It's Back to “Business as Usual” for Live Exports
The RSPCA has slammed the decision by Australia's Government to relax new animal welfare conditions for live sheep exports only months after they were introduced.
In an Export Advisory Notice distributed to industry representatives last week, the Department of Agriculture and Water Resources confirmed that, as of November 1, stocking density reductions for sheep would be relaxed by 37.5 percent from the restrictions put in place in July this year.
“This is an outright capitulation to the demands of live export companies and clearly shows that this Government is placing profits ahead of animal welfare,” said RSPCA Australia’s Senior Policy Officer Dr. Jed Goodfellow. “While Minister Littleproud talks tough on animal welfare, his actions are what count. This decision means it’s back to business as usual for the live sheep trade.”
The increase in stocking density will allow exporters to load three 50kg sheep into a space that is barely larger than a square meter.
“At these densities sheep will not be able to lie down at the same time, nor will they be able to easily access feed and water troughs, over a journey of some three to four weeks at sea,” said Goodfellow. “The Department of Agriculture knows full well that this decision has no scientific basis whatsoever, and they confirmed this publicly in Senate Estimates hearings on May 24 this year.”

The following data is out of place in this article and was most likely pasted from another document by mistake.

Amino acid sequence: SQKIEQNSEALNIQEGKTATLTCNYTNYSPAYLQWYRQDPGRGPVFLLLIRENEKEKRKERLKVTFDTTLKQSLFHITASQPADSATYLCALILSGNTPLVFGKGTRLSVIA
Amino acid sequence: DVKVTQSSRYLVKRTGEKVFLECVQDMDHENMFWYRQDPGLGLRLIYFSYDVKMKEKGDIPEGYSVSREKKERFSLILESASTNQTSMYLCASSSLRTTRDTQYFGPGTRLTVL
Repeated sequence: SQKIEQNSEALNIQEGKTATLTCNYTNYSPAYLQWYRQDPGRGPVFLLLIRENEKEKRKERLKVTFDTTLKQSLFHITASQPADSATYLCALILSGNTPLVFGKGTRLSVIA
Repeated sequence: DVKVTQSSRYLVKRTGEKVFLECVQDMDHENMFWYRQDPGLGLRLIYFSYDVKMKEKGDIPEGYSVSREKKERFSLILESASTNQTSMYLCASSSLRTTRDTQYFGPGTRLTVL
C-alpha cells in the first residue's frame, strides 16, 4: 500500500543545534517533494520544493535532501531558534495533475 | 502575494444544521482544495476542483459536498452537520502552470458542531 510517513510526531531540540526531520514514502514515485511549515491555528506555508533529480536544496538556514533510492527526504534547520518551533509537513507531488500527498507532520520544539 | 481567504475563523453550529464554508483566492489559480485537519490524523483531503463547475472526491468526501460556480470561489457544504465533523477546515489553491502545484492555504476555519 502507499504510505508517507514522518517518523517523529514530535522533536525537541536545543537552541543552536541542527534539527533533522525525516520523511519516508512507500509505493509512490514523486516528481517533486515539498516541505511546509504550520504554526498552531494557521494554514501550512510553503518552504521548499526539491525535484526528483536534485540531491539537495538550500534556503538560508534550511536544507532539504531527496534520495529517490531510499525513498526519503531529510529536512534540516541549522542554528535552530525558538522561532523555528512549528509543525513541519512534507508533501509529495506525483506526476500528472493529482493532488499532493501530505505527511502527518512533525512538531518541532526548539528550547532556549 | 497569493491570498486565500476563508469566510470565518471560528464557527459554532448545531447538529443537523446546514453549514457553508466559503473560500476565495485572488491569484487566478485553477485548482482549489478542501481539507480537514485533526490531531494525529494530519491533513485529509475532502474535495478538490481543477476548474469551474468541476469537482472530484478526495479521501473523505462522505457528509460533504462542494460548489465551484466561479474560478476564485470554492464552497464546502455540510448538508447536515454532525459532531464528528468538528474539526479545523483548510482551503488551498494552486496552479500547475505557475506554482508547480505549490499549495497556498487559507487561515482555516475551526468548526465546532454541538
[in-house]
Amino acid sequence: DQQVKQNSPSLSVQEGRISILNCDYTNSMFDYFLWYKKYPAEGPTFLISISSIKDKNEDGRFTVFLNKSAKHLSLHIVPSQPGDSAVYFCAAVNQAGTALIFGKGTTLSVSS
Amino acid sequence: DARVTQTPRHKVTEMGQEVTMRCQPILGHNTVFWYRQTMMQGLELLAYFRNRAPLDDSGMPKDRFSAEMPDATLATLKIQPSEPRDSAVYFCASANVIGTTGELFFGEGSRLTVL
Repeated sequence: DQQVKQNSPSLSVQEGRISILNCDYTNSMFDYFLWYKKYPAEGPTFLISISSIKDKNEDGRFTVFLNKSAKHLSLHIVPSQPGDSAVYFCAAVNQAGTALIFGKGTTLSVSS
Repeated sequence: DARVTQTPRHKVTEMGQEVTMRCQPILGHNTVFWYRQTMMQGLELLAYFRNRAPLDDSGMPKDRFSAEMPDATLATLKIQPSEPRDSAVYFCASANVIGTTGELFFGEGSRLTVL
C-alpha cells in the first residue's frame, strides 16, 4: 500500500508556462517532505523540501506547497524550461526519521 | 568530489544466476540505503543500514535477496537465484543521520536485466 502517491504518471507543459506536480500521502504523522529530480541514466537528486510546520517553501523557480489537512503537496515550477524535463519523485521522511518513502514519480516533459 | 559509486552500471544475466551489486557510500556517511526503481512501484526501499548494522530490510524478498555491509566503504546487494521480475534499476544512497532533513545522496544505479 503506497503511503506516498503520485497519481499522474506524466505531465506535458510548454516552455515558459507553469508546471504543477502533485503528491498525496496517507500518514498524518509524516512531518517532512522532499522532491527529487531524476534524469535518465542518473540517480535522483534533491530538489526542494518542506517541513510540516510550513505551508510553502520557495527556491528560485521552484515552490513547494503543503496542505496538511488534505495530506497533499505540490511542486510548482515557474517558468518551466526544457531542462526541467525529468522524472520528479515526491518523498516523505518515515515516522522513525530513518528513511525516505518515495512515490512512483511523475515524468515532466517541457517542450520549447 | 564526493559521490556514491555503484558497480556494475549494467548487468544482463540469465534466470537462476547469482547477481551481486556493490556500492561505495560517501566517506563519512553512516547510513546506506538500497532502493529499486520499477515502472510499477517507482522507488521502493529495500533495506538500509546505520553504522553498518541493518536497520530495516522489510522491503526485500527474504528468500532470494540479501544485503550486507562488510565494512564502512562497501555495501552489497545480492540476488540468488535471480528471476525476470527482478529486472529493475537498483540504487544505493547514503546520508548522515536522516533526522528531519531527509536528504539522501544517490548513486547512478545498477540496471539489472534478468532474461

The move also ignores the advice of the Australian Veterinary Association which advised Government that the stocking density reductions introduced in July were “the minimum amount needed to alleviate adverse welfare outcomes and must be implemented across all body weights and all months of the year.”
It has only been six months months since the nation was shocked by footage of what Australian sheep experience on board live export vessels, Goodfellow says. “The Government is obviously hoping we have short memories. It’s now up to the Australian public to show them that’s not the case.”
Whistle-blower footage aired on 60 Minutes in April showed thousands of sheep suffering severe heat stress; sheep caked in melted feces and urine; injured and sick animals left to die slowly; decomposed bodies left in pens with living sheep and pregnant ewes giving birth and their lambs dying.
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